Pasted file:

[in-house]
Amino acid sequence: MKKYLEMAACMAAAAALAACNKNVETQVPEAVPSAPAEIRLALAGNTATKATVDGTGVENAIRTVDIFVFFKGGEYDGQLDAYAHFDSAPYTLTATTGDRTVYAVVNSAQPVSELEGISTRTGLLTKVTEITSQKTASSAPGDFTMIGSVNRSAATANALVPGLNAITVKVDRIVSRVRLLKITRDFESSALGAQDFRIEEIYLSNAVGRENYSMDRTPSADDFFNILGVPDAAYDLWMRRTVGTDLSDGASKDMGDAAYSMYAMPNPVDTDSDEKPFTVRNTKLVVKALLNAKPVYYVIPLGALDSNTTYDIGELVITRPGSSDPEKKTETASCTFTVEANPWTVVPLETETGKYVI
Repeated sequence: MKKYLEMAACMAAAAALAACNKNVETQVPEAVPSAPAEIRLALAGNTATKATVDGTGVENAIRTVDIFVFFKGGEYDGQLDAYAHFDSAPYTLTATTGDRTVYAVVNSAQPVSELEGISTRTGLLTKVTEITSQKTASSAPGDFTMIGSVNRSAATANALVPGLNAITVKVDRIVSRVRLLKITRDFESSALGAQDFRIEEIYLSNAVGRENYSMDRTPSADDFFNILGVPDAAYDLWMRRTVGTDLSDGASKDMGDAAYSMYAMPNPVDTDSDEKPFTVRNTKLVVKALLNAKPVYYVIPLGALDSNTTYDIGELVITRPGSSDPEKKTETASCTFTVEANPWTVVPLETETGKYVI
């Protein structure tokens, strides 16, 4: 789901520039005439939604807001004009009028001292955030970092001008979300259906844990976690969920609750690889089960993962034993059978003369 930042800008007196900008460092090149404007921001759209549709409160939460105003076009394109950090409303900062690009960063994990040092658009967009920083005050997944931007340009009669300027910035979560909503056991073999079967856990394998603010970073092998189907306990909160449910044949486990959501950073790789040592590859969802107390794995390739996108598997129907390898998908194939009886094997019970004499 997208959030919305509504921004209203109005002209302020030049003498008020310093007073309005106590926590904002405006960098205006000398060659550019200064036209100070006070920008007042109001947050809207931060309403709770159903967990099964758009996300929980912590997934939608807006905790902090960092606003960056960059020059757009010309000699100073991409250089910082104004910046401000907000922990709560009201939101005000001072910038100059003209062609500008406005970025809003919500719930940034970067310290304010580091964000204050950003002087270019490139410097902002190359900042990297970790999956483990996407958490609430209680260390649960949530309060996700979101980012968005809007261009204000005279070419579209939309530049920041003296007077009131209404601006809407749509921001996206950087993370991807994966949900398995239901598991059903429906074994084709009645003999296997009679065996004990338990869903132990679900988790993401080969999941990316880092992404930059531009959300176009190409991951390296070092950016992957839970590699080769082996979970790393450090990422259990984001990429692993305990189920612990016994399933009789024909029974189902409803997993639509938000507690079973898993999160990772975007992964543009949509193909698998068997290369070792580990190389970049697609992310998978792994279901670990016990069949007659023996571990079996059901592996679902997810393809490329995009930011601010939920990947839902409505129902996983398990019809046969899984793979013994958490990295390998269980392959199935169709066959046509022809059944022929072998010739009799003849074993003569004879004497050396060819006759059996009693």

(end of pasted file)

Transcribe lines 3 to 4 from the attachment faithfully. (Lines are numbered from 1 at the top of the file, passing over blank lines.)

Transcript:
Repeated sequence: MKKYLEMAACMAAAAALAACNKNVETQVPEAVPSAPAEIRLALAGNTATKATVDGTGVENAIRTVDIFVFFKGGEYDGQLDAYAHFDSAPYTLTATTGDRTVYAVVNSAQPVSELEGISTRTGLLTKVTEITSQKTASSAPGDFTMIGSVNRSAATANALVPGLNAITVKVDRIVSRVRLLKITRDFESSALGAQDFRIEEIYLSNAVGRENYSMDRTPSADDFFNILGVPDAAYDLWMRRTVGTDLSDGASKDMGDAAYSMYAMPNPVDTDSDEKPFTVRNTKLVVKALLNAKPVYYVIPLGALDSNTTYDIGELVITRPGSSDPEKKTETASCTFTVEANPWTVVPLETETGKYVI
């Protein structure tokens, strides 16, 4: 789901520039005439939604807001004009009028001292955030970092001008979300259906844990976690969920609750690889089960993962034993059978003369 930042800008007196900008460092090149404007921001759209549709409160939460105003076009394109950090409303900062690009960063994990040092658009967009920083005050997944931007340009009669300027910035979560909503056991073999079967856990394998603010970073092998189907306990909160449910044949486990959501950073790789040592590859969802107390794995390739996108598997129907390898998908194939009886094997019970004499 997208959030919305509504921004209203109005002209302020030049003498008020310093007073309005106590926590904002405006960098205006000398060659550019200064036209100070006070920008007042109001947050809207931060309403709770159903967990099964758009996300929980912590997934939608807006905790902090960092606003960056960059020059757009010309000699100073991409250089910082104004910046401000907000922990709560009201939101005000001072910038100059003209062609500008406005970025809003919500719930940034970067310290304010580091964000204050950003002087270019490139410097902002190359900042990297970790999956483990996407958490609430209680260390649960949530309060996700979101980012968005809007261009204000005279070419579209939309530049920041003296007077009131209404601006809407749509921001996206950087993370991807994966949900398995239901598991059903429906074994084709009645003999296997009679065996004990338990869903132990679900988790993401080969999941990316880092992404930059531009959300176009190409991951390296070092950016992957839970590699080769082996979970790393450090990422259990984001990429692993305990189920612990016994399933009789024909029974189902409803997993639509938000507690079973898993999160990772975007992964543009949509193909698998068997290369070792580990190389970049697609992310998978792994279901670990016990069949007659023996571990079996059901592996679902997810393809490329995009930011601010939920990947839902409505129902996983398990019809046969899984793979013994958490990295390998269980392959199935169709066959046509022809059944022929072998010739009799003849074993003569004879004497050396060819006759059996009693």